The support for canceling student loan debt has slowly crept up in recent months. Student loan debt is crippling for many Americans; it often takes years, or even decades, to pay off fully thanks to super-high interest rates. It is within the power of the federal government to cancel all student loan debt in one fell swoop. And while there are some detractors, the notion is quite popular.
But beyond being popular and beneficial for lots of individuals, canceling student loan debt would benefit the economy as a whole. How? Bharat Ramamurti, member of the Congressional Oversight Commission and former top economic advisor to Elizabeth Warren, explains in a comprehensive viral thread.
According to Bharat, an executive order from the president could cancel student loan debt, and it would be a good move both politically and economically. He goes on to explain his assertion with, as he says, "lots of data."
Something like 45 million people have student loan debt. The first and perhaps most obvious benefit to canceling this debt is that it would help a lot of people become more financially secure. When you're not beholden to hundreds in interest payments each month, drowning in a debt total that doesn't ever seem to shrink, you can't reach a certain quality of life, and you also don't contribute to the economy in other ways.
If you cancel debt, you're instantly putting money back in people's pockets. This will no doubt feel good for them and provide a little more financial security, but there are also other benefits.
Perhaps more people could afford to buy a house or start a business if they didn't feel crushed under the weight of their debt. As Bharat says, "Canceling the debt will mean more jobs and growth."
He writes that one study found that "canceling all debt would have a big stimulative effect." The less debt canceled, the smaller the impact. But the point is, "debt cancellation [is] one of the relatively few ways to really stimulate the economy without Congress."
Canceling debt would also narrow the racial wealth gap. The study he cites says, "Between 2000 and 2018, the Black-white wealth gap for young graduates with bachelor’s degrees grew by 57 percent, driven by student debt. During the same 18 years, the median student debt for white borrowers nearly doubled from $12,000 to $23,000, while for Black borrowers, it quadrupled, increasing from around $7,000 to $30,000.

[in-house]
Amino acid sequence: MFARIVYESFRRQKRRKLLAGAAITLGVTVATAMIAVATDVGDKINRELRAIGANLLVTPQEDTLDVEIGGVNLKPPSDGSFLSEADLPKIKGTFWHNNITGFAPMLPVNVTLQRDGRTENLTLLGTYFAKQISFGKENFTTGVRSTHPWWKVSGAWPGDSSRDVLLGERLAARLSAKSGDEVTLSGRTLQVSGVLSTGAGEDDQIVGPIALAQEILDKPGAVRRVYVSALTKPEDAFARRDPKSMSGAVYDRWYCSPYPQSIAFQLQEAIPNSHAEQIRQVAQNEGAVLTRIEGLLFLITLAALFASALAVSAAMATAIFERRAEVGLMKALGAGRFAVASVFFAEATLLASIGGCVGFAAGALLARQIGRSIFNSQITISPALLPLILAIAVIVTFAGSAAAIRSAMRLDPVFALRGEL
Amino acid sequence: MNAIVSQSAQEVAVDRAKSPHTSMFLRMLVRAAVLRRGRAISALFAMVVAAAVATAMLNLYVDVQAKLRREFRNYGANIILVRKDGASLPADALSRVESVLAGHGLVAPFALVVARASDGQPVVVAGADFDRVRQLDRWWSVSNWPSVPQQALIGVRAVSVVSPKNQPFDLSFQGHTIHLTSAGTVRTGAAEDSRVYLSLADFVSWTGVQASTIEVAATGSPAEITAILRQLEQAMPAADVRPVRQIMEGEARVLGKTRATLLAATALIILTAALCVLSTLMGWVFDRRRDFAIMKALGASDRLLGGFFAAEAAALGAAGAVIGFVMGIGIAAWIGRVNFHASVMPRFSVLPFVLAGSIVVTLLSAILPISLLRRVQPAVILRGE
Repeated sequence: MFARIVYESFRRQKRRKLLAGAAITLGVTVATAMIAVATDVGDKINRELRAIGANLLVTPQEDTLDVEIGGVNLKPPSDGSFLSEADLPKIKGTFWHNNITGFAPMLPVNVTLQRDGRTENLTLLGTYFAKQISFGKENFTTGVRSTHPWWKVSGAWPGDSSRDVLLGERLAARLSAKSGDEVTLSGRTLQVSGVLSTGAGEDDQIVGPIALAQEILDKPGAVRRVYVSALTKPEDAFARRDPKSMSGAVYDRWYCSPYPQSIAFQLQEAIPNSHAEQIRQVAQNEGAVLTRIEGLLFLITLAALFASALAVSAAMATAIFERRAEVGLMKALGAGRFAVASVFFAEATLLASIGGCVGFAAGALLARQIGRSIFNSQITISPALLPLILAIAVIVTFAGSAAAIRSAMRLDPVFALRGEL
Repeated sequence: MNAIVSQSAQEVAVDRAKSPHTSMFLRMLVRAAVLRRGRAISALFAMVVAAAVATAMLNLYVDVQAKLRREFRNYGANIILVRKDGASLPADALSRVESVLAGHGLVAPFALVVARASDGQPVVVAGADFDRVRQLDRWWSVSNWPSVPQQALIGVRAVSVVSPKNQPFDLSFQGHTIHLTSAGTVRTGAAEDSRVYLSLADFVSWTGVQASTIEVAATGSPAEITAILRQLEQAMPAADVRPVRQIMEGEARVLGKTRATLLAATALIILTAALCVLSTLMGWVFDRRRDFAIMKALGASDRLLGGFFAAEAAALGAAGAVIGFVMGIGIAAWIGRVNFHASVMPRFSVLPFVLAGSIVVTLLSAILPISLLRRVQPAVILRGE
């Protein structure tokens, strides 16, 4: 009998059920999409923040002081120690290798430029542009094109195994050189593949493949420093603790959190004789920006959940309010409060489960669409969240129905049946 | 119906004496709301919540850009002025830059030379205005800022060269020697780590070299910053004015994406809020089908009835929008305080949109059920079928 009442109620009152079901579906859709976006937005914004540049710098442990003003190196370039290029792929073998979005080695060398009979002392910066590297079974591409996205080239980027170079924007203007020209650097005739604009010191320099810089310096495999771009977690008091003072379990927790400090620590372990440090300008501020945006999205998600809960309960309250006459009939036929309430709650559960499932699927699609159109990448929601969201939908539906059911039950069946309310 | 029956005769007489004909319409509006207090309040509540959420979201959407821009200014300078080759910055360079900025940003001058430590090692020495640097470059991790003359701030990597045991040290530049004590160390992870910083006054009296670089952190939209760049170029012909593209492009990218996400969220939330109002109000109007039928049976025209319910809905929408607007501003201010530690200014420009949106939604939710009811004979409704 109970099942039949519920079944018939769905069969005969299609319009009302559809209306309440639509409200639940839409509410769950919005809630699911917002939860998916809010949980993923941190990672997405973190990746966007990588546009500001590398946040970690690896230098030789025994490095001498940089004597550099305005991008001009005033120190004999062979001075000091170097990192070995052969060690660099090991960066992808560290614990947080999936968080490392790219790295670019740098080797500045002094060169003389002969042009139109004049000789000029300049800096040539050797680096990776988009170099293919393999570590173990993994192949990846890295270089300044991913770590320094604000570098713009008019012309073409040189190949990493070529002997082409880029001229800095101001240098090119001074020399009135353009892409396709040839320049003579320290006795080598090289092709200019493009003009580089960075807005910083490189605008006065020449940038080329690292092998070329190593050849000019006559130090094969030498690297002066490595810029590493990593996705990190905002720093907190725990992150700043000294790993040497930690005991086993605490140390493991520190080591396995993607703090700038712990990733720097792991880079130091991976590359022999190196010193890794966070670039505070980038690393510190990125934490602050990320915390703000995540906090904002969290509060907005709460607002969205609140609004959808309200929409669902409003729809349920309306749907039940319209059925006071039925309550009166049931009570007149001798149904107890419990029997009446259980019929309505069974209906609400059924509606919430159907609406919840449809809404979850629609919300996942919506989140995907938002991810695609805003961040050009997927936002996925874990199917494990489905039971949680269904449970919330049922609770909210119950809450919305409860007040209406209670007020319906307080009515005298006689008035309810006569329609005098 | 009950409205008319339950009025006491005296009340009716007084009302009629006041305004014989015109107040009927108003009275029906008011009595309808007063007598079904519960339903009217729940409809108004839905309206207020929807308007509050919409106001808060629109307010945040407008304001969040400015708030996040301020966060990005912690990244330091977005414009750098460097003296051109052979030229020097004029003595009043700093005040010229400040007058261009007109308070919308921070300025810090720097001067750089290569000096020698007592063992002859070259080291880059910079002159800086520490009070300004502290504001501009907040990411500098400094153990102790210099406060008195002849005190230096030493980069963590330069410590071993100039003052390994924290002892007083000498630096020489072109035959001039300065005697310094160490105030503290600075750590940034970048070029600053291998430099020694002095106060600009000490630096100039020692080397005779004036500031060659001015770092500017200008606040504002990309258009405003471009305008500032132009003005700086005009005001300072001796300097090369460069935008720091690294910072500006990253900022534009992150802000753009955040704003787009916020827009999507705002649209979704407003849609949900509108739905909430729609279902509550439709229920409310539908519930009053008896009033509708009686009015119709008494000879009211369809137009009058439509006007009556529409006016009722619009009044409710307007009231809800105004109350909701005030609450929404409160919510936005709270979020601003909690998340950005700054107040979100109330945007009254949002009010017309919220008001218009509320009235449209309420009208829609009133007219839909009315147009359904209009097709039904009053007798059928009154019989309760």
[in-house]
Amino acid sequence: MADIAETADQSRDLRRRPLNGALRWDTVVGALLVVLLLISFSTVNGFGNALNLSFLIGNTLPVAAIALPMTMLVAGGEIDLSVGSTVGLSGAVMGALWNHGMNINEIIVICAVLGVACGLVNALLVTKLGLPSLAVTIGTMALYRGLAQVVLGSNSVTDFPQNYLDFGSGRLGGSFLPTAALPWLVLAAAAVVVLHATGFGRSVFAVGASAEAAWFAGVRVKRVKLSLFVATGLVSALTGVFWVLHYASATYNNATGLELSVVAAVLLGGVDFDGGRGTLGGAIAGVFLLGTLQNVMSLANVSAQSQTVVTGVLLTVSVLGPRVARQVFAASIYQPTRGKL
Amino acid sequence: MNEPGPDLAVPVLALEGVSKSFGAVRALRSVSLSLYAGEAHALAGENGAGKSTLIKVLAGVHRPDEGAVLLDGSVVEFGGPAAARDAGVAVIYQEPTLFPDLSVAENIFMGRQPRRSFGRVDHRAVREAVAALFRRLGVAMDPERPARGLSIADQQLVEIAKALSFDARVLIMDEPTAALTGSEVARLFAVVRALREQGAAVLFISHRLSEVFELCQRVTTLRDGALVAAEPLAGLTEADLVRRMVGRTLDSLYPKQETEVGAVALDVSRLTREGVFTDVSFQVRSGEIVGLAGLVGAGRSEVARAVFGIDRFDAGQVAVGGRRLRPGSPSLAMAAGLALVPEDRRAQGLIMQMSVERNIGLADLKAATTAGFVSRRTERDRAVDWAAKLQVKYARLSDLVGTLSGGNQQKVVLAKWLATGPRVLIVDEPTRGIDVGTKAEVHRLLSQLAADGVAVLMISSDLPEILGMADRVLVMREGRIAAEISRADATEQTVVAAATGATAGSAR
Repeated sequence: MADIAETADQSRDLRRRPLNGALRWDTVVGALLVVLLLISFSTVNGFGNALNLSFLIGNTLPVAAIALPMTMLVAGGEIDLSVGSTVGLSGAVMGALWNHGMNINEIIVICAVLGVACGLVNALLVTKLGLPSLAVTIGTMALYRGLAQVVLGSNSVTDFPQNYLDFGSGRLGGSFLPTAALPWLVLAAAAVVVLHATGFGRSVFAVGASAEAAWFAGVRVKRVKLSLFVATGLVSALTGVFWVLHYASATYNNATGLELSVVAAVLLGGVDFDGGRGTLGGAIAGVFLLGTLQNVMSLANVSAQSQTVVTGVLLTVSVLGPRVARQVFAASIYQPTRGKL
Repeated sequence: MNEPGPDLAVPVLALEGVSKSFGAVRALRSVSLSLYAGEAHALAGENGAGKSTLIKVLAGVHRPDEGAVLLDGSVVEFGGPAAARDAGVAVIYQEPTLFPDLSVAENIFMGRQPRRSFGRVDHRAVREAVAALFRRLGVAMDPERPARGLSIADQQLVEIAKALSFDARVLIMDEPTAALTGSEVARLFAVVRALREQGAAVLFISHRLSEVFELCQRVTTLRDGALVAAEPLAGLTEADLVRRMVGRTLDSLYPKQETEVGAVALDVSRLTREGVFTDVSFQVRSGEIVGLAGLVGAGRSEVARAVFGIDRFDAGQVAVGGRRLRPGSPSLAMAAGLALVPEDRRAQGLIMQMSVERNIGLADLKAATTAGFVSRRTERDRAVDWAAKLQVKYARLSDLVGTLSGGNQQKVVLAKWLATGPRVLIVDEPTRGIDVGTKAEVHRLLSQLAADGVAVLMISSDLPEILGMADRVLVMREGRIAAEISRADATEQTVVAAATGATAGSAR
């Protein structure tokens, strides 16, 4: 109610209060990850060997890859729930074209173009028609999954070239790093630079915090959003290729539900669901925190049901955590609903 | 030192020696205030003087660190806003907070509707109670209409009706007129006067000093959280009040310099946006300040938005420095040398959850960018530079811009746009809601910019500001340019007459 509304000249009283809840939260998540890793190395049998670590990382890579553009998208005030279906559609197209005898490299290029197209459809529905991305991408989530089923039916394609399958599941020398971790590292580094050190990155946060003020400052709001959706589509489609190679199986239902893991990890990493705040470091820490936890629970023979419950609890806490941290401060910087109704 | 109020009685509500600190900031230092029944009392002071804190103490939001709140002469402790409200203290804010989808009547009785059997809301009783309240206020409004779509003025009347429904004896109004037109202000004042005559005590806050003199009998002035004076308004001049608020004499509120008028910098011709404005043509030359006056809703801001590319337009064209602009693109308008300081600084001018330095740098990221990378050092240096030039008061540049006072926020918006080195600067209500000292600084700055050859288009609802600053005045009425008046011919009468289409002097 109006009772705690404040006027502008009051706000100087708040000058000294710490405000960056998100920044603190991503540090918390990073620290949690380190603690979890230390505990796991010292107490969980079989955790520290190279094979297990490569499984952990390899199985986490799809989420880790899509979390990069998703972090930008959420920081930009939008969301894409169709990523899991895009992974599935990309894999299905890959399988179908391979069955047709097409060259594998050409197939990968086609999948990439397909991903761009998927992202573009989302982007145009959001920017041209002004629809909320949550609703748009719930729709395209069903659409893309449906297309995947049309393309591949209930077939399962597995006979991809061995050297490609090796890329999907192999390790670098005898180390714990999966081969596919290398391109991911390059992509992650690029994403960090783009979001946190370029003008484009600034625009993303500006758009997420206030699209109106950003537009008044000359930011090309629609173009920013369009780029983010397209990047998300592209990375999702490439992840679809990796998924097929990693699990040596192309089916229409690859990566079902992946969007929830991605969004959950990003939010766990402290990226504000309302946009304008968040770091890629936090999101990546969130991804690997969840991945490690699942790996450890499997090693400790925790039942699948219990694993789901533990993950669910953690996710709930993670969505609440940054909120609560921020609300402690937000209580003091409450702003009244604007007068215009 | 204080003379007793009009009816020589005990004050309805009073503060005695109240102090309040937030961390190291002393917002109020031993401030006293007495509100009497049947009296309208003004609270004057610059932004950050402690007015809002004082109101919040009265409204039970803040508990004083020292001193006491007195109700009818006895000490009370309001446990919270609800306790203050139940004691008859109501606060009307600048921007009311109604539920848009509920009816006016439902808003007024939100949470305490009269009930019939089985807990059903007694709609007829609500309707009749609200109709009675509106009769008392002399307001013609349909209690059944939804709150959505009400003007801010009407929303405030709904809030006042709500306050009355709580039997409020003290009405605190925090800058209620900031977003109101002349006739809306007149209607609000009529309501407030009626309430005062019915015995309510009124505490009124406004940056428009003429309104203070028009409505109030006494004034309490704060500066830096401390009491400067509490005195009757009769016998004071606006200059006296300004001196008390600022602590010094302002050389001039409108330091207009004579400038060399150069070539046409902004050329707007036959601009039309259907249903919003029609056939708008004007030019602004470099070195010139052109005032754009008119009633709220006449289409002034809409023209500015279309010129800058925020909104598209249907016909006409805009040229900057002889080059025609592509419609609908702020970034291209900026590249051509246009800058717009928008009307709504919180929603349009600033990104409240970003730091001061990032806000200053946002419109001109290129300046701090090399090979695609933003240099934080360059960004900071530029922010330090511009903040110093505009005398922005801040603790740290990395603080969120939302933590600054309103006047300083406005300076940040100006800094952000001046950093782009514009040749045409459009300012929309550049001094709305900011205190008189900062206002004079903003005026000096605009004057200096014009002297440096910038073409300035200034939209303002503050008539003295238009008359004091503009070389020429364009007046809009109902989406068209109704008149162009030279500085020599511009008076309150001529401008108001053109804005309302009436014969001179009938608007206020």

"Further, persistent wage and employment discrimination means Black students do not experience the same rate of return on higher education as their white peers. Twenty years after graduating, the median white borrower had paid off 94 percent of their student debt, while the median Black borrower still owed 95 percent of their student debt."
Bharat then gets into some complicated tax stuff, but there are ways to get around people being taxed for their canceled debt. One of the ways to do this is to classify debt forgiveness as COVID disaster relief. After the government only gave people $1,200 to get through the entire year, this would be a welcome addition.
One complaint about student loan cancellation is that it is too broad. Once that money is back in the accounts of Americans, you don't know where they're going to spend it. But don't you think 45 million more financially stable and comfortable Americans is specific enough? They would then be able to contribute to the economy in lots of different ways. It would provide an overall boost.
Bharat goes on to explain that student loan debt cancellation would be a good political move as well. A majority of Americans support student debt cancellation, including, Bharat points out, those who've never had student loan debt.
Bharat concludes, "The bottom line is that broad debt cancellation via executive order is popular, economically potent, and — most importantly — life-changing for millions of Americans struggling through this crisis. We can't let the perfect be the enemy of the good."
Is canceling student loan debt a solution to all of our problems? No. Is it an extremely popular concept with a lot of potential to cause real, positive change and boost the economy? Absolutely. It should be a no-brainer at this point.